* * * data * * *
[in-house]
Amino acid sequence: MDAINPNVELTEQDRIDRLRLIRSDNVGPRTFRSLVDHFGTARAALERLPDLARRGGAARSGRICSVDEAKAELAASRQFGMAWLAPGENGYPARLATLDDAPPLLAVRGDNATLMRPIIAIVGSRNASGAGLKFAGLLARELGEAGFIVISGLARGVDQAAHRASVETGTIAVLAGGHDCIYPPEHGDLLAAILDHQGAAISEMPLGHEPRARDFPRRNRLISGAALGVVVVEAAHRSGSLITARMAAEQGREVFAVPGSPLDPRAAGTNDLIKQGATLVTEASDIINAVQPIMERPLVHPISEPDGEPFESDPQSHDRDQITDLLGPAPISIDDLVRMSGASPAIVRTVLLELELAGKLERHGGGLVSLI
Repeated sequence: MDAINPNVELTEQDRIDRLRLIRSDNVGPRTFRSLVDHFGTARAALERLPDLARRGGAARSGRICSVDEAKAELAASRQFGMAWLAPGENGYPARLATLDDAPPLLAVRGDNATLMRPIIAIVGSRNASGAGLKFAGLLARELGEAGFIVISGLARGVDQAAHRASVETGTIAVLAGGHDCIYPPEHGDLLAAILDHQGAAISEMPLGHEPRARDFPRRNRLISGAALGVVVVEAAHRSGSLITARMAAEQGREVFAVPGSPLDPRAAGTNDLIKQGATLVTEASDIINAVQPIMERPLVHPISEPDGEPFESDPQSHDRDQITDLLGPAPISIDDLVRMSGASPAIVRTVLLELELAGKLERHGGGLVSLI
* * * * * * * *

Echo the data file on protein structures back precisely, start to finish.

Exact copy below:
[in-house]
Amino acid sequence: MDAINPNVELTEQDRIDRLRLIRSDNVGPRTFRSLVDHFGTARAALERLPDLARRGGAARSGRICSVDEAKAELAASRQFGMAWLAPGENGYPARLATLDDAPPLLAVRGDNATLMRPIIAIVGSRNASGAGLKFAGLLARELGEAGFIVISGLARGVDQAAHRASVETGTIAVLAGGHDCIYPPEHGDLLAAILDHQGAAISEMPLGHEPRARDFPRRNRLISGAALGVVVVEAAHRSGSLITARMAAEQGREVFAVPGSPLDPRAAGTNDLIKQGATLVTEASDIINAVQPIMERPLVHPISEPDGEPFESDPQSHDRDQITDLLGPAPISIDDLVRMSGASPAIVRTVLLELELAGKLERHGGGLVSLI
Repeated sequence: MDAINPNVELTEQDRIDRLRLIRSDNVGPRTFRSLVDHFGTARAALERLPDLARRGGAARSGRICSVDEAKAELAASRQFGMAWLAPGENGYPARLATLDDAPPLLAVRGDNATLMRPIIAIVGSRNASGAGLKFAGLLARELGEAGFIVISGLARGVDQAAHRASVETGTIAVLAGGHDCIYPPEHGDLLAAILDHQGAAISEMPLGHEPRARDFPRRNRLISGAALGVVVVEAAHRSGSLITARMAAEQGREVFAVPGSPLDPRAAGTNDLIKQGATLVTEASDIINAVQPIMERPLVHPISEPDGEPFESDPQSHDRDQITDLLGPAPISIDDLVRMSGASPAIVRTVLLELELAGKLERHGGGLVSLI